Monday, July 18, 2011

Let's Do This

I was looking forward to my first day back in rehab because I wanted to see what they thought of my progress. I was on my own practicing for 2 weeks and I was beginning to doubt if I was doing an adequate job at home. First visit with new therapists is always an evaluation. They need to assess where you're at so by the next visit they can hand pick the instruments of torture most suitable for your particular disability. Humans are naive and gullible by nature so we quickly forget there is an agenda and think "hey this is pretty easy! It doesn't really hurt so bad." Duh, stupid. This is the eval. They're assuming I can't do squat just to humor me for their little tests. A series of tests I began zipping through. The therapist said he was surprised to see how well I was doing. He hadn't planned on testing coordination since he thought I wouldn't be ready. While he went to grab the coordination activities, I took a moment to pat myself on the back for being so awesome.  He came back with a big wooden block with 12 holes in it. I had to put 12 little wooden pegs into the holes one at a time. It was challenging, but I managed to do it in 44 seconds. (I told you. I'm awesome.) So that was it. I showed them I could transfer (get from wheelchair to bed), hobble with a walker, and stick pegs in holes. Piece of cake.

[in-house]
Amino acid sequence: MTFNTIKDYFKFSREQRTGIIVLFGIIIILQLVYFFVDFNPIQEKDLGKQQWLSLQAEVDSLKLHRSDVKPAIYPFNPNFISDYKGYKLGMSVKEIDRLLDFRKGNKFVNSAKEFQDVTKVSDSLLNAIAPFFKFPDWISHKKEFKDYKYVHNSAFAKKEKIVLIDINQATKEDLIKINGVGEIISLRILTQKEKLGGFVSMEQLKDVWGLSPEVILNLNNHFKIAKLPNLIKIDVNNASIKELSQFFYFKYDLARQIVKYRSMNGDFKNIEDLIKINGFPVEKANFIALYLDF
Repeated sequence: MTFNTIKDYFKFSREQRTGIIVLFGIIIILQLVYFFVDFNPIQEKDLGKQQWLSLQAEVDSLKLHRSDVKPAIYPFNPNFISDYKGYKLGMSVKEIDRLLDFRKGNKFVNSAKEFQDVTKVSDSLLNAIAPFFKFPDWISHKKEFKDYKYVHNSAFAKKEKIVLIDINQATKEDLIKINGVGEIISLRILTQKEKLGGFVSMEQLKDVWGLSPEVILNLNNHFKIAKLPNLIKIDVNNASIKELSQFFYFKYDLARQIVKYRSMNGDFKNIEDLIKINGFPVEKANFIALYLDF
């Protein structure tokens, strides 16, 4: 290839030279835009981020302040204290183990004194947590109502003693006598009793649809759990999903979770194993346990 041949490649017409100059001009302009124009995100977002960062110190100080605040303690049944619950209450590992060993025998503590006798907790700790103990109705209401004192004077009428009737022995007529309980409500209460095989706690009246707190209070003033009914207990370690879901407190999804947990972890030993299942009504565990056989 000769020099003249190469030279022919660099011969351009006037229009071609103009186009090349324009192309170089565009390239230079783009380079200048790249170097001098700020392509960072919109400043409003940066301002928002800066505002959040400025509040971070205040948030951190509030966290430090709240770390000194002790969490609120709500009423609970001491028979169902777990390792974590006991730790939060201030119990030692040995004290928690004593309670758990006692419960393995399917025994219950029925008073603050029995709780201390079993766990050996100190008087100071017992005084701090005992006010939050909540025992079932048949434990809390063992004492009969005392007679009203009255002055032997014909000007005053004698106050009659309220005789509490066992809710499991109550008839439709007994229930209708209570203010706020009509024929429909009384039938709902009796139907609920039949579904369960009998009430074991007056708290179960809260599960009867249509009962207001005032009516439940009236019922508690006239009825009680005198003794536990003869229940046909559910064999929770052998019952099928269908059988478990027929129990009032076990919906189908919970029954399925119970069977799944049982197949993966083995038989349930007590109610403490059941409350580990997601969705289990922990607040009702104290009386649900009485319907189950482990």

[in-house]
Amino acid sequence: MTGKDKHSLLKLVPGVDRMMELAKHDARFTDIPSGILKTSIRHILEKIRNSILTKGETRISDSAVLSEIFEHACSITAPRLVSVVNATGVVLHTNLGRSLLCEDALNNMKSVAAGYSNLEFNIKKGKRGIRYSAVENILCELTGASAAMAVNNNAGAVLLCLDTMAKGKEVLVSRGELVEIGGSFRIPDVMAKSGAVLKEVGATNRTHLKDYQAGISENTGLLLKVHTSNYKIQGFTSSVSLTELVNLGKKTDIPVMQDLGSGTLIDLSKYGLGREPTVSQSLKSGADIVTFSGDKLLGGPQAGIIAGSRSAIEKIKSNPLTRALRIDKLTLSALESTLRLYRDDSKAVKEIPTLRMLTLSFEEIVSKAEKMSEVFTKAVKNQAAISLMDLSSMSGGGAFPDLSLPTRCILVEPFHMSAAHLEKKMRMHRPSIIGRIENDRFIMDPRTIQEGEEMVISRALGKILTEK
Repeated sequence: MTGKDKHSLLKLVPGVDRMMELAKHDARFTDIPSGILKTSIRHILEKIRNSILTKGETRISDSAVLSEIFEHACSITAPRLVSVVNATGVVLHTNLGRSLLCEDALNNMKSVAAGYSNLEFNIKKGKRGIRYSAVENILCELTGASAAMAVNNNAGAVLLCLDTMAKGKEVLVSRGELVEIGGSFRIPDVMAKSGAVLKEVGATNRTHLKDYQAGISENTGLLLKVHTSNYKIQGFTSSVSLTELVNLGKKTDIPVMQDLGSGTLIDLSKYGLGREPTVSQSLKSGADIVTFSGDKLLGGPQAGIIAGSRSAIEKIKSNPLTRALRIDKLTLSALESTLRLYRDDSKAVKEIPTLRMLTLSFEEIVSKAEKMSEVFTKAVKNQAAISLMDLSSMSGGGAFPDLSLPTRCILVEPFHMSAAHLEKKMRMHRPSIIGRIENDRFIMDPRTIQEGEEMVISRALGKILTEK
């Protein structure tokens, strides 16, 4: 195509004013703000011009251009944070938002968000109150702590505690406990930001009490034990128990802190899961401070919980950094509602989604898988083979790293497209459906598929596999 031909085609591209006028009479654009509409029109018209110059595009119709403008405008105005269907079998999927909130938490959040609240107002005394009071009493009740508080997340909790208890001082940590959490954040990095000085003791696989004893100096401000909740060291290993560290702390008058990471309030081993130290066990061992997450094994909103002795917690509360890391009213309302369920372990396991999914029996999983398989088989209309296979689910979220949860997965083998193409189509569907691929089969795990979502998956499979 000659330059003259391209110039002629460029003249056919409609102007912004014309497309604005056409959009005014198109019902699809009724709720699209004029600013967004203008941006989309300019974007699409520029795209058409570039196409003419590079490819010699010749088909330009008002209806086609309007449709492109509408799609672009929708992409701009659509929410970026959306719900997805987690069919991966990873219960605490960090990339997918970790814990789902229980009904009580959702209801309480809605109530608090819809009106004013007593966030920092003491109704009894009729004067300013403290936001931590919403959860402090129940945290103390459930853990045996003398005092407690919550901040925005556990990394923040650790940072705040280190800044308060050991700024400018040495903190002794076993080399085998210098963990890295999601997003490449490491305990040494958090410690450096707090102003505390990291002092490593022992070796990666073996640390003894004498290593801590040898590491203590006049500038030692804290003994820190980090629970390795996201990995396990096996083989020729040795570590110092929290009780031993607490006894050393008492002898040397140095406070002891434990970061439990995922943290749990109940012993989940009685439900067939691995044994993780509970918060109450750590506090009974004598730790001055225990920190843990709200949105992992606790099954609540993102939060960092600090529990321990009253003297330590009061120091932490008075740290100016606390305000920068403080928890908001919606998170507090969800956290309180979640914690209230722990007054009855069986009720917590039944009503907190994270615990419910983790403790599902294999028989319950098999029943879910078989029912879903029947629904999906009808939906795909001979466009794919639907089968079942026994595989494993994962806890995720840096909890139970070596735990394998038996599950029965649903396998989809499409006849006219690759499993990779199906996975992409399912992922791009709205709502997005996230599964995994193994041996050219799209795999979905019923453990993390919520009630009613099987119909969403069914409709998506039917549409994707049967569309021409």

Today was my 2nd visit with OT. As he wheeled me down the hall, we approached the room where I had displayed my awesomeness, only this time we kept going. Wait! Where are you taking me?! Ah shit! Folks, this is when reality hits. Last week was an eval. Today he had chosen his weapons wisely: a yard stick, a beach ball, and most gruesome of all, my own body weight. Oh the humanity! I lied on my back and raised the beach ball up and over my head and endured the horrific, sharp, spastic pain that ensued. 45min of various movements and stretches and tears. When you can't feel much in your joints and suddenly feel popping and stabbing, it's scary. The brain wants you to stop. The sadist wants you to keep going.

I was surprised that by the time we were done, my shoulder felt great! No really, it did. All the work I've been doing at home has been great for forward range of motion and hand movement, but my poor shoulder has been neglected. The pain will always be bad if you don't attempt to work through it. Pain makes us shy away from that which can help us. While it's far more easily said than done, it needs to be done. So do it.

1 comment:

  1. Way to power through the pain! Your hard work sets a great example and is very inspiring!

    -Ted Callahan